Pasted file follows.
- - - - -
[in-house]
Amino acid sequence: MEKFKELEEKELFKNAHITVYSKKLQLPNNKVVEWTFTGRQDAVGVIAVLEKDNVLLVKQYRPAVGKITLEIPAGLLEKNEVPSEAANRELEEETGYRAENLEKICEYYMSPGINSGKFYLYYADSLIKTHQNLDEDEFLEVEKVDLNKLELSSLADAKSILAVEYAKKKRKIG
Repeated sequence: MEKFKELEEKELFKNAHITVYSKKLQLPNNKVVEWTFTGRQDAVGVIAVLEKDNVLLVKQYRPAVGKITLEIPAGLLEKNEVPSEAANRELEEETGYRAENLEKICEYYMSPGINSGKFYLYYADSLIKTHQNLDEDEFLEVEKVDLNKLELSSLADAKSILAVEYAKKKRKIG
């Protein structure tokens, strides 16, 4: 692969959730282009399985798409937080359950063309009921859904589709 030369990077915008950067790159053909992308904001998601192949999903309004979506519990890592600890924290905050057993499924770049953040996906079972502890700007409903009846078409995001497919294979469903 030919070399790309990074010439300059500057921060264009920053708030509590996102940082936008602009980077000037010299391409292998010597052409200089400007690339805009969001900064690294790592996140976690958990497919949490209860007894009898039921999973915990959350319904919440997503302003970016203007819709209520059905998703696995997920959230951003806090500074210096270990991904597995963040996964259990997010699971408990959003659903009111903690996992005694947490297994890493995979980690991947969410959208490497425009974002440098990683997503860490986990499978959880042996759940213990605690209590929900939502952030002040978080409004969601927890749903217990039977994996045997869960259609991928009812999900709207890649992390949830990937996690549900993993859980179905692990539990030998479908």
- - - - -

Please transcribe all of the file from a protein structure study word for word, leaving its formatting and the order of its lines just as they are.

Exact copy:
[in-house]
Amino acid sequence: MEKFKELEEKELFKNAHITVYSKKLQLPNNKVVEWTFTGRQDAVGVIAVLEKDNVLLVKQYRPAVGKITLEIPAGLLEKNEVPSEAANRELEEETGYRAENLEKICEYYMSPGINSGKFYLYYADSLIKTHQNLDEDEFLEVEKVDLNKLELSSLADAKSILAVEYAKKKRKIG
Repeated sequence: MEKFKELEEKELFKNAHITVYSKKLQLPNNKVVEWTFTGRQDAVGVIAVLEKDNVLLVKQYRPAVGKITLEIPAGLLEKNEVPSEAANRELEEETGYRAENLEKICEYYMSPGINSGKFYLYYADSLIKTHQNLDEDEFLEVEKVDLNKLELSSLADAKSILAVEYAKKKRKIG
């Protein structure tokens, strides 16, 4: 692969959730282009399985798409937080359950063309009921859904589709 030369990077915008950067790159053909992308904001998601192949999903309004979506519990890592600890924290905050057993499924770049953040996906079972502890700007409903009846078409995001497919294979469903 030919070399790309990074010439300059500057921060264009920053708030509590996102940082936008602009980077000037010299391409292998010597052409200089400007690339805009969001900064690294790592996140976690958990497919949490209860007894009898039921999973915990959350319904919440997503302003970016203007819709209520059905998703696995997920959230951003806090500074210096270990991904597995963040996964259990997010699971408990959003659903009111903690996992005694947490297994890493995979980690991947969410959208490497425009974002440098990683997503860490986990499978959880042996759940213990605690209590929900939502952030002040978080409004969601927890749903217990039977994996045997869960259609991928009812999900709207890649992390949830990937996690549900993993859980179905692990539990030998479908």